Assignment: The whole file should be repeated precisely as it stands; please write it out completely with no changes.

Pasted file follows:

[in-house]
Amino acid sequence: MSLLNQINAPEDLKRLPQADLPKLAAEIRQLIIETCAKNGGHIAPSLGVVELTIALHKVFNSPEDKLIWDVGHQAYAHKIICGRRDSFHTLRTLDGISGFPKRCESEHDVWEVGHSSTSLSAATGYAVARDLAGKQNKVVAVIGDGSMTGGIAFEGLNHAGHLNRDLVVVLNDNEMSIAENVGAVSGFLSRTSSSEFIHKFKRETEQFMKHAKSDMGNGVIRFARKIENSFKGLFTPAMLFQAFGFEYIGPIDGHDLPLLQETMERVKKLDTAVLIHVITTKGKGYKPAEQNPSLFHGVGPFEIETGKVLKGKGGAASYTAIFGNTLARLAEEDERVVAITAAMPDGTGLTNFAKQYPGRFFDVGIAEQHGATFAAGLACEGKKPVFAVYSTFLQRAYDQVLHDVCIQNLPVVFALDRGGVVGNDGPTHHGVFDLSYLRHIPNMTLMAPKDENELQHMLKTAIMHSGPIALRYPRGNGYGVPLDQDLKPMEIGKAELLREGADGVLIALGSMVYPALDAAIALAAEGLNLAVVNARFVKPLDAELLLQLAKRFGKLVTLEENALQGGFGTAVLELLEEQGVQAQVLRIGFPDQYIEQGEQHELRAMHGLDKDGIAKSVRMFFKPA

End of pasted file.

[in-house]
Amino acid sequence: MSLLNQINAPEDLKRLPQADLPKLAAEIRQLIIETCAKNGGHIAPSLGVVELTIALHKVFNSPEDKLIWDVGHQAYAHKIICGRRDSFHTLRTLDGISGFPKRCESEHDVWEVGHSSTSLSAATGYAVARDLAGKQNKVVAVIGDGSMTGGIAFEGLNHAGHLNRDLVVVLNDNEMSIAENVGAVSGFLSRTSSSEFIHKFKRETEQFMKHAKSDMGNGVIRFARKIENSFKGLFTPAMLFQAFGFEYIGPIDGHDLPLLQETMERVKKLDTAVLIHVITTKGKGYKPAEQNPSLFHGVGPFEIETGKVLKGKGGAASYTAIFGNTLARLAEEDERVVAITAAMPDGTGLTNFAKQYPGRFFDVGIAEQHGATFAAGLACEGKKPVFAVYSTFLQRAYDQVLHDVCIQNLPVVFALDRGGVVGNDGPTHHGVFDLSYLRHIPNMTLMAPKDENELQHMLKTAIMHSGPIALRYPRGNGYGVPLDQDLKPMEIGKAELLREGADGVLIALGSMVYPALDAAIALAAEGLNLAVVNARFVKPLDAELLLQLAKRFGKLVTLEENALQGGFGTAVLELLEEQGVQAQVLRIGFPDQYIEQGEQHELRAMHGLDKDGIAKSVRMFFKPA